World Cup 2014: Argentina victory would complete Brazil's humiliation
If Brazil thought the country's World Cup wounds could not go any deeper, that the sense of national despair could not become more acute, the cheers echoing around the concourses of Arena de Sao Paulo sounded a warning that the worst may be yet to come.
As the rain finally ceased and Argentina won their World Cup semi-final against the Netherlands on penalties, the celebrations were in full swing with sights fully set on Sunday's meeting with Germany.
The South American side's fans repeatedly counted in increasingly deafening volume to seven - the number now synonymous with Brazil's humiliation after their worst ever defeat in that 7-1 loss to Germany in Belo Horizonte.
Hastily assembled banners repeating the insult were in evidence in Argentina's section of support in Sao Paulo on Wednesday. They do not intend to let their fiercest rivals forget that day in a hurry - and winning the World Cup at the Maracana would only serve as another painful reminder for the hosts.
There was no mistaking the added pleasure the prospect of their captain Lionel Messi lifting the World Cup in Brazil's own iconic arena would give Argentina. It would be a show of sporting strength on enemy territory that would sustain them for generations.
And for the Barcelona forward and Argentine talisman to lead his country to their first World Cup triumph since the 1986 win in Mexico's Aztec Stadium against West Germany would also be heavy with symbolism given the tribal rivalry with Brazil's own favoured son Neymar.
Neither set of supporters would ever forget the image of Messi taking possession of the World Cup in an arena rich in the history of Brazil's own number 10s such as Pele, Zico and latterly Neymar. It would be as close to perfection as was winning it in their own River Plate Stadium against the Dutch in 1978.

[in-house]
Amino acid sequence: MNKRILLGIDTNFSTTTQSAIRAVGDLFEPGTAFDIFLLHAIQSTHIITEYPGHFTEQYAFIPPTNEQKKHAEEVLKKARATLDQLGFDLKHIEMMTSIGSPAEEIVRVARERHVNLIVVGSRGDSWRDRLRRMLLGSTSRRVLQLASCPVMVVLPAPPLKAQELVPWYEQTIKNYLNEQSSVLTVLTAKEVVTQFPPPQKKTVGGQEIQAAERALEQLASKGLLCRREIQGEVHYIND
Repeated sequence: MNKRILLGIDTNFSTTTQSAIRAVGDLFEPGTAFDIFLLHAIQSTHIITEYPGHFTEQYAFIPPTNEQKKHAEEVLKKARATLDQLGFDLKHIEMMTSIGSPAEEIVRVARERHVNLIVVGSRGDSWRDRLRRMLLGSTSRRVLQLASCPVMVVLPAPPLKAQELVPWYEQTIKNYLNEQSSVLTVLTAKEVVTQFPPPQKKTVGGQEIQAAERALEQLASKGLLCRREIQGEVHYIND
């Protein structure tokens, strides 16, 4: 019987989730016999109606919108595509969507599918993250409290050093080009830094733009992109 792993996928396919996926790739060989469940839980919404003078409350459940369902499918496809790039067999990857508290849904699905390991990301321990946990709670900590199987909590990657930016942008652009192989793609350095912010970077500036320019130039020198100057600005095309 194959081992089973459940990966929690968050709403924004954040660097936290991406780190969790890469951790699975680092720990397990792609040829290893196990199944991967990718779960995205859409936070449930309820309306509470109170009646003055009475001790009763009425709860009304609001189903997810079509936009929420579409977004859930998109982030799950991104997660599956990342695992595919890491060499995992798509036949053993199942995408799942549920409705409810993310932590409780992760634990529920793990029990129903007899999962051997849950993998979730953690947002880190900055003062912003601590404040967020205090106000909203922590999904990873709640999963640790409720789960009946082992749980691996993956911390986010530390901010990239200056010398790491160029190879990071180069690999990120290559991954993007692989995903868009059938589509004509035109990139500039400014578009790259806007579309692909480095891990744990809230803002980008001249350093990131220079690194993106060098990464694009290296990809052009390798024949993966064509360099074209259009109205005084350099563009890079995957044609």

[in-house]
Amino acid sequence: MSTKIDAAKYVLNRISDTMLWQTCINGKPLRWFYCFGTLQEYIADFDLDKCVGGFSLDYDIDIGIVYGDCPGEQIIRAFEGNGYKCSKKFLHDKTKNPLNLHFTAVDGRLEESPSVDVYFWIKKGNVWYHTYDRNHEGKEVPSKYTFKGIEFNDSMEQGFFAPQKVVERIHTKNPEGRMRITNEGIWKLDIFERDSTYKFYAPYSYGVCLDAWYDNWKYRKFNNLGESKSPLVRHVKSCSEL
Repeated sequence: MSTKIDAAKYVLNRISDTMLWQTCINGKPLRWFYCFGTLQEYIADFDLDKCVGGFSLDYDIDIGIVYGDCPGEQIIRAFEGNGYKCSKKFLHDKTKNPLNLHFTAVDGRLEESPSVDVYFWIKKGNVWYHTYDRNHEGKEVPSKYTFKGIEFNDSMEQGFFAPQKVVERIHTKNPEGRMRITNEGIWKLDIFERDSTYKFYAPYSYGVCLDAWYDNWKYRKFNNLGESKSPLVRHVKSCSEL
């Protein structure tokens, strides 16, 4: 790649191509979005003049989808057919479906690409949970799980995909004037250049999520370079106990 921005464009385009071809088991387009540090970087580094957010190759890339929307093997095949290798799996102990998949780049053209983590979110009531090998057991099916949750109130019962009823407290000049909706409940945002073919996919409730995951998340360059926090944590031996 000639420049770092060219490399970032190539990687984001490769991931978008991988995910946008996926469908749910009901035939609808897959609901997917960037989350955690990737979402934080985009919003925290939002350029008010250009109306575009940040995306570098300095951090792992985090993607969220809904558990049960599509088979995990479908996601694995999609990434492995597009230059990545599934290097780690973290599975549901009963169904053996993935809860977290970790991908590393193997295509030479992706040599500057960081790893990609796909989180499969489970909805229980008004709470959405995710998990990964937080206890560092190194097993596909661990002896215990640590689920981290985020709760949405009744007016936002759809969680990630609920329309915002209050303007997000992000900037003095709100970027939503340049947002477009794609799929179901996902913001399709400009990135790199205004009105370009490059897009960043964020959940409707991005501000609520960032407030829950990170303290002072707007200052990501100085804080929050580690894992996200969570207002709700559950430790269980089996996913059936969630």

Miguel Angel Vicente, from Buenos Aires-based newspaper Diario Clarin, told BBC Sport: "Of course it is a special feeling to win the World Cup - but to come to a rival like Brazil and win in their country would be extra special.
Argentina have progressed from all four of their World Cup semi-finals.
Argentina have not trailed at any point during this World Cup.
Argentina have now won four of their five penalty shootouts at World Cup finals.
It will be the third time that Argentina and Germany have contested the World Cup final (as West Germany in 1986 and 1990) - a record.
Lionel Messi did not touch the ball in the penalty area during the 120 minutes against the Dutch.
Seven of the 14 knockout games at this tournament so far have gone to extra time, the most since 1990 when eight did.
"In Argentina, the fans have taken pleasure from the progress of the team. It is not a great team and we think Germany is the best team at the World Cup but this is one match - the dream lives on and to win the World Cup in Brazil would make the whole nation very proud."
He added: "Argentina's supporters will enjoy being in the World Cup final in Brazil when Brazil are not there."
There were other inspiring factors at work for Argentina too. There was a moment of appreciation for the legendary Argentina-born Alfredo Di Stefano, who died this week aged 88.
Coach Alejandro Sabella also spoke of the "tragic event" that was the death of Argentine journalist Jorge "Topo" Lopez from La Red Radio, who died on Wednesday when the taxi he was travelling in was hit by a stolen vehicle in Sao Paulo.
The World Cup now moves on to its conclusion - and judging from the noise generated by Argentina fans as their players addressed the media in Sao Paulo, they cannot wait to return to Rio.